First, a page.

A Christmas Memory

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My apologies for not blogging lately.  I’ve been under the weather — and then, happily consumed with Christmas preparations. I was prepared to wish you all Merry Christmas and leave it at that — but I read my friend Valley Haggard’s blog and was inspired to write the following, about one of my favorite Christmases ever, one without all the glitter, gifts, or any expectations.  I hope you enjoy —  and Merry Christmas!

In 1988 – 89, I spent the year living and teaching in Senegal, in West Africa.  Over the holiday break, I travelled to Mali with three new American friends, professors in Dakar. Christmas morning, we set sail for Timbuktu, four of us wedged into two small bunk beds, the last available spots on the General Soumaré. We had eaten dinner at a Chinese restaurant near the boat’s dock — the Chinese waitstaff wore little party hats and played American Christmas music on the tape deck.  We toasted with cold beer and ate nems and found ourselves sitting next to a middle-aged couple, the man wearing a YALE sweatshirt. They were visiting their Peace Corps son.  A large bearded man — African santa we called him — entered the restaurant and in a booming voice, sold Malian wedding blankets “for a nice price.”  My friend Fiona and I each bought one, well aware that our “nice price” was probably triple what a Mailan would pay, but later, on the boat, in the chilly night, we were all grateful for the warmth.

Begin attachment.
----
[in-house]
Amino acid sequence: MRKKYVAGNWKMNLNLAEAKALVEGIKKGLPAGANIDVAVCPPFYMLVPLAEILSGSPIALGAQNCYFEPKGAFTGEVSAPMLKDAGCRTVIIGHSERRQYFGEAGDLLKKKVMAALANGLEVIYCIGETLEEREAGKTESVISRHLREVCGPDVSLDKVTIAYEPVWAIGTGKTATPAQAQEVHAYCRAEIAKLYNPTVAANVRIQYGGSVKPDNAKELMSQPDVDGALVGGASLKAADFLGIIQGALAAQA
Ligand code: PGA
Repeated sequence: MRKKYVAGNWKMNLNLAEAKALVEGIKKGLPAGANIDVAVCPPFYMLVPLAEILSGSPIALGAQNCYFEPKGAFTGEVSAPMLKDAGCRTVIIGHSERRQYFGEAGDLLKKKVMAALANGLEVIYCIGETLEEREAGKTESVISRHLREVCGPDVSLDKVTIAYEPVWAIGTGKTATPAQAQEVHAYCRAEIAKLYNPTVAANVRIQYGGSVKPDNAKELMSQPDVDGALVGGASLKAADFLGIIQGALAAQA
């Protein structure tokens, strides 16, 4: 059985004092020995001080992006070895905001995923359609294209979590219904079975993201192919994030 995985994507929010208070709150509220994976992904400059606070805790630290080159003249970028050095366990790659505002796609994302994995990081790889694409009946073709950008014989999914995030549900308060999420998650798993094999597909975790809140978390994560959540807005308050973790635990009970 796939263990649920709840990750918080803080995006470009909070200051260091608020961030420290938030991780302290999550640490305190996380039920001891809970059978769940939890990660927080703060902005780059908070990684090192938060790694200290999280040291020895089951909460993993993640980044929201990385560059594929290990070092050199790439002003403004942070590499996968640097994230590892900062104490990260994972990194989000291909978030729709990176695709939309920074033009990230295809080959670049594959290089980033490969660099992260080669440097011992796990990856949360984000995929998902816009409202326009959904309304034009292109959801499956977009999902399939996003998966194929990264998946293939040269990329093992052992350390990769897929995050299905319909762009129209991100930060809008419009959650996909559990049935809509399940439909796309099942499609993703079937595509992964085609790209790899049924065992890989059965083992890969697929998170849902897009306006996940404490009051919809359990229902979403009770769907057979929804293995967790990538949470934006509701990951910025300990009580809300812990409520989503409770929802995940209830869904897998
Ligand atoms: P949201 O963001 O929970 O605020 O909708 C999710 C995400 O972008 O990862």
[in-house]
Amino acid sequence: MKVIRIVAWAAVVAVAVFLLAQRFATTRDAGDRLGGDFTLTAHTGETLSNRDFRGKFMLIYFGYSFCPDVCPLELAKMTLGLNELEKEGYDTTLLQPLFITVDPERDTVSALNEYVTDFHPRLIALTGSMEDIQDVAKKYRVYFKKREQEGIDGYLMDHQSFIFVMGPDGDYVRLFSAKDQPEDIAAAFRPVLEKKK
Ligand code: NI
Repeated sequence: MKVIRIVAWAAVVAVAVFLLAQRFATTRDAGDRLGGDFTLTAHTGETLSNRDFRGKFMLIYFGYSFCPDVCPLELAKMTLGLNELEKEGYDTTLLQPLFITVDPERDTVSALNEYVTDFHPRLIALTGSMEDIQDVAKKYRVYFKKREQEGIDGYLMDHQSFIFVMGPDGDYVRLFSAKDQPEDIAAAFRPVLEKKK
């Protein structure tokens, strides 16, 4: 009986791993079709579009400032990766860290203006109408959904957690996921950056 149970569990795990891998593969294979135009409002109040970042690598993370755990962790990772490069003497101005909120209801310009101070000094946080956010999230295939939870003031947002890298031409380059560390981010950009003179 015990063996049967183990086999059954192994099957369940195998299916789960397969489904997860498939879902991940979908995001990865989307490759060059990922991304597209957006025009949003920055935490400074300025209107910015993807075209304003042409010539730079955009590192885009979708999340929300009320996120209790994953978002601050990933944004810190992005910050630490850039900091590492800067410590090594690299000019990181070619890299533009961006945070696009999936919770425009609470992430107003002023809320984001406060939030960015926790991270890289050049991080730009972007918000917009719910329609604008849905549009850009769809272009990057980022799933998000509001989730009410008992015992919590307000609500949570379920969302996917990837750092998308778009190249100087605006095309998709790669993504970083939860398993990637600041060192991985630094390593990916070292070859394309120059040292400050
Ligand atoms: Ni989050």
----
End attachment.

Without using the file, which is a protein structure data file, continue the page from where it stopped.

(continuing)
I was acutely aware of it being Christmas, nostalgic, maybe, for not being at home, but also happy to be on this boat, on my way to the magical city of Timbuktu that had previously only existed on cartoon signs and in my imagination as the very end of the earth — happy to be with these new American friends on an adventure so far from home.  Our present to each other and those who would share with us?  Fresh watermelons, bought on Christmas Eve.  

The presents we received?  Hippos in the Niger River, sandcastle-like mosques and villages dotting the water’s edge, camel-riding Tourags that appeared, it seemed, from nowhere, their blue turbans in dark relief against the endless sand; young girls dancing with joy on the boat, comfort in knowing our immense good luck to be living this life, to be in each other’s company, to be traveling up the Niger to Timbuktu on this glorious day.    

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2 thoughts on “A Christmas Memory

  1. Tara

    Gorgeous writing Patty, especially toward the end in the description of the hippos and sights along the water. I felt like in a Paul Bowles story…. Would love to hear more about this trip (and the hippos). Thanks for this!

    Reply

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